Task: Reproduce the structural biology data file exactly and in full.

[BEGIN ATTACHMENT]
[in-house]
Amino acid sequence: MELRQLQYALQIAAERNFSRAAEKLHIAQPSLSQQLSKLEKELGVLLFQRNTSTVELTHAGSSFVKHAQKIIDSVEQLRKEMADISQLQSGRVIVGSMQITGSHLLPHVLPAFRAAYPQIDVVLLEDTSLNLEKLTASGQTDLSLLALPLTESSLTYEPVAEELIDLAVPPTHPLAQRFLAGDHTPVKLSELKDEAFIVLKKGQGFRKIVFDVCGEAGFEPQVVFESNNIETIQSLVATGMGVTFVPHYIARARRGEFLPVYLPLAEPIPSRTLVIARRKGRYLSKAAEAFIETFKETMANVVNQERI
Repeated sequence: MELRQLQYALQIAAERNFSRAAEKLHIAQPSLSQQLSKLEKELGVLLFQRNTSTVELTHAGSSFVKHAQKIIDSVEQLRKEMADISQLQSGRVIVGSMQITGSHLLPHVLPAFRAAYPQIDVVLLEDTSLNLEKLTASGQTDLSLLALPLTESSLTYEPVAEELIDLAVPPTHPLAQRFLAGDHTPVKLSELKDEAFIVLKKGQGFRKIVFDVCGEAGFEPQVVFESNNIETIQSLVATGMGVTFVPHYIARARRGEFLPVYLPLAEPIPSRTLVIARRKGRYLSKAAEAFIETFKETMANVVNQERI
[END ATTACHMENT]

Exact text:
[in-house]
Amino acid sequence: MELRQLQYALQIAAERNFSRAAEKLHIAQPSLSQQLSKLEKELGVLLFQRNTSTVELTHAGSSFVKHAQKIIDSVEQLRKEMADISQLQSGRVIVGSMQITGSHLLPHVLPAFRAAYPQIDVVLLEDTSLNLEKLTASGQTDLSLLALPLTESSLTYEPVAEELIDLAVPPTHPLAQRFLAGDHTPVKLSELKDEAFIVLKKGQGFRKIVFDVCGEAGFEPQVVFESNNIETIQSLVATGMGVTFVPHYIARARRGEFLPVYLPLAEPIPSRTLVIARRKGRYLSKAAEAFIETFKETMANVVNQERI
Repeated sequence: MELRQLQYALQIAAERNFSRAAEKLHIAQPSLSQQLSKLEKELGVLLFQRNTSTVELTHAGSSFVKHAQKIIDSVEQLRKEMADISQLQSGRVIVGSMQITGSHLLPHVLPAFRAAYPQIDVVLLEDTSLNLEKLTASGQTDLSLLALPLTESSLTYEPVAEELIDLAVPPTHPLAQRFLAGDHTPVKLSELKDEAFIVLKKGQGFRKIVFDVCGEAGFEPQVVFESNNIETIQSLVATGMGVTFVPHYIARARRGEFLPVYLPLAEPIPSRTLVIARRKGRYLSKAAEAFIETFKETMANVVNQERI